In Winter was intended for younger or amateur pianists, the six pieces taking, as their starting point, poems by Stefan George and Sylvia Plath. Im Windesweben (In the murmuring wind) brings a chilled atmosphere with faster short phrases. Trills interrupting the flow before momentarily richer chords appear only to fall to the coda. A rocking motion slowly develops in An Baches Ranft (At the edge of the brook) as the music moves through some rather melancholy bars before Winter Landscape with Rocks brings a more powerful forward driving idea, full of complex harmonies.

Noch zwingt mich treue (I am constrained to be faithful) reveals a gentle, delicate idea that is slowly developed through some exquisite moments with the most beautifully conceived harmonies. The Lark in Winter has a buoyant, rhythmic skip as this jolly little theme skips forward. A quite lovely theme unfolds in The Rose in Winter, slowly and gently finding its way forward.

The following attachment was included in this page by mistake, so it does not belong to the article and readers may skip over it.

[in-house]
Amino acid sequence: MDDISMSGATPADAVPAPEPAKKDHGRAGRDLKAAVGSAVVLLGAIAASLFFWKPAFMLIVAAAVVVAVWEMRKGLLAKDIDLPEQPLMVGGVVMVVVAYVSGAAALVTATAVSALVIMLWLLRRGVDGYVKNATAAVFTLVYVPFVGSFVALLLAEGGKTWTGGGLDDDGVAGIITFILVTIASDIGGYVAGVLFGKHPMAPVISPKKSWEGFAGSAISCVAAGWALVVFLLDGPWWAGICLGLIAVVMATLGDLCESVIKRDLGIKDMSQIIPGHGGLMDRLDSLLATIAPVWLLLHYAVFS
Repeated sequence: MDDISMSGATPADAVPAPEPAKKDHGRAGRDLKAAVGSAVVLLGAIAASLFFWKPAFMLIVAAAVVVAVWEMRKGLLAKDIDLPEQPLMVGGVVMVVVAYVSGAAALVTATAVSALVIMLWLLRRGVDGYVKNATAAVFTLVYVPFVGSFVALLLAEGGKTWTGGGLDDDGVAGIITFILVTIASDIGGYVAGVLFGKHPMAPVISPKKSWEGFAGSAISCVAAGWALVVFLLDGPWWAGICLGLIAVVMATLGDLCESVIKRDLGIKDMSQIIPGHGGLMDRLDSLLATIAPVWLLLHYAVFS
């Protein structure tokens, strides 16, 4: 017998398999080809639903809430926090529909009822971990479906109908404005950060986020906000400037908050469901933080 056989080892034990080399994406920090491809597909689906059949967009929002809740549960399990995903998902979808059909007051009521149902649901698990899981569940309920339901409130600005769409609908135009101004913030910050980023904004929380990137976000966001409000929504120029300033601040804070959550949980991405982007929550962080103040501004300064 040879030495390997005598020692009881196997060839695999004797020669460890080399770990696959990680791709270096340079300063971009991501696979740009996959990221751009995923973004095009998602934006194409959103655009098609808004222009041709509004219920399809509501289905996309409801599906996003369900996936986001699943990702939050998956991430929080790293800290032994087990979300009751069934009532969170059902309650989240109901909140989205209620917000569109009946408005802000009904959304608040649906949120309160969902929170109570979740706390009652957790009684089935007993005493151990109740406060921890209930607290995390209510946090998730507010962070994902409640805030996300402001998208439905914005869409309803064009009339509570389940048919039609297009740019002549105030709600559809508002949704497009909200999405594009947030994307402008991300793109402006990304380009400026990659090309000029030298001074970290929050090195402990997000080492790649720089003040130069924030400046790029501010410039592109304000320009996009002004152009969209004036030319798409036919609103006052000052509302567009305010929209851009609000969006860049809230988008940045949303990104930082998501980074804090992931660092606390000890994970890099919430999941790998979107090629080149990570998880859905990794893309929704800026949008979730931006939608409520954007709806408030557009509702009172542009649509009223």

After the opening Greeting what better than Trois Petits Adieux (2001). Written as a parting gift for a talented pupil of a friend it opens with crotchet = 76, bringing an insistent motif that is overlaid by a little theme with some lovely harmonies and dissonances. Playful yet poignant has a rapid theme that skips ahead in hesitant little phrases, simple yet finely constructed before Sombre where chords from the lower keyboard open to which a light, delicate theme joins, finding a greater flow later. 

There are many fine pieces here that deserve a place in any recital. I do hope that lovers of contemporary piano music, particularly music that really speaks to the listener, will explore this fine new release. These are impressive performances from Minjeong Shin who receives an excellent recording. There are informative booklet notes from the composer.